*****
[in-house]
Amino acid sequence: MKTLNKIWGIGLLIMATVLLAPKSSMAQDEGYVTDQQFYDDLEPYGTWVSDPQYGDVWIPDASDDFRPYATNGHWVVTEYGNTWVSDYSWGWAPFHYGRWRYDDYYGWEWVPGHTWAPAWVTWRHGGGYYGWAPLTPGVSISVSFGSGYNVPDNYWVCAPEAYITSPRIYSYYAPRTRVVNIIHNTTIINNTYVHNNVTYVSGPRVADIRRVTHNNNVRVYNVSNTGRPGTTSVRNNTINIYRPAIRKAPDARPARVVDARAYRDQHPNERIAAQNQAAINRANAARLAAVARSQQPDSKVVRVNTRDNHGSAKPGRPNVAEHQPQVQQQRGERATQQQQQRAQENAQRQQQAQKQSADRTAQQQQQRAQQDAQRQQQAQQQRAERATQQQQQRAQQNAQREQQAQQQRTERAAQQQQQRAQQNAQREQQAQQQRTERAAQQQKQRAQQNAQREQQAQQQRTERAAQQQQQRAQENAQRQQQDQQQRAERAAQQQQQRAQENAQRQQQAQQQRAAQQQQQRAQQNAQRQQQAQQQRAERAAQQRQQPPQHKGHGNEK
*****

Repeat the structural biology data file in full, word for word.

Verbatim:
[in-house]
Amino acid sequence: MKTLNKIWGIGLLIMATVLLAPKSSMAQDEGYVTDQQFYDDLEPYGTWVSDPQYGDVWIPDASDDFRPYATNGHWVVTEYGNTWVSDYSWGWAPFHYGRWRYDDYYGWEWVPGHTWAPAWVTWRHGGGYYGWAPLTPGVSISVSFGSGYNVPDNYWVCAPEAYITSPRIYSYYAPRTRVVNIIHNTTIINNTYVHNNVTYVSGPRVADIRRVTHNNNVRVYNVSNTGRPGTTSVRNNTINIYRPAIRKAPDARPARVVDARAYRDQHPNERIAAQNQAAINRANAARLAAVARSQQPDSKVVRVNTRDNHGSAKPGRPNVAEHQPQVQQQRGERATQQQQQRAQENAQRQQQAQKQSADRTAQQQQQRAQQDAQRQQQAQQQRAERATQQQQQRAQQNAQREQQAQQQRTERAAQQQQQRAQQNAQREQQAQQQRTERAAQQQKQRAQQNAQREQQAQQQRTERAAQQQQQRAQENAQRQQQDQQQRAERAAQQQQQRAQENAQRQQQAQQQRAAQQQQQRAQQNAQRQQQAQQQRAERAAQQRQQPPQHKGHGNEK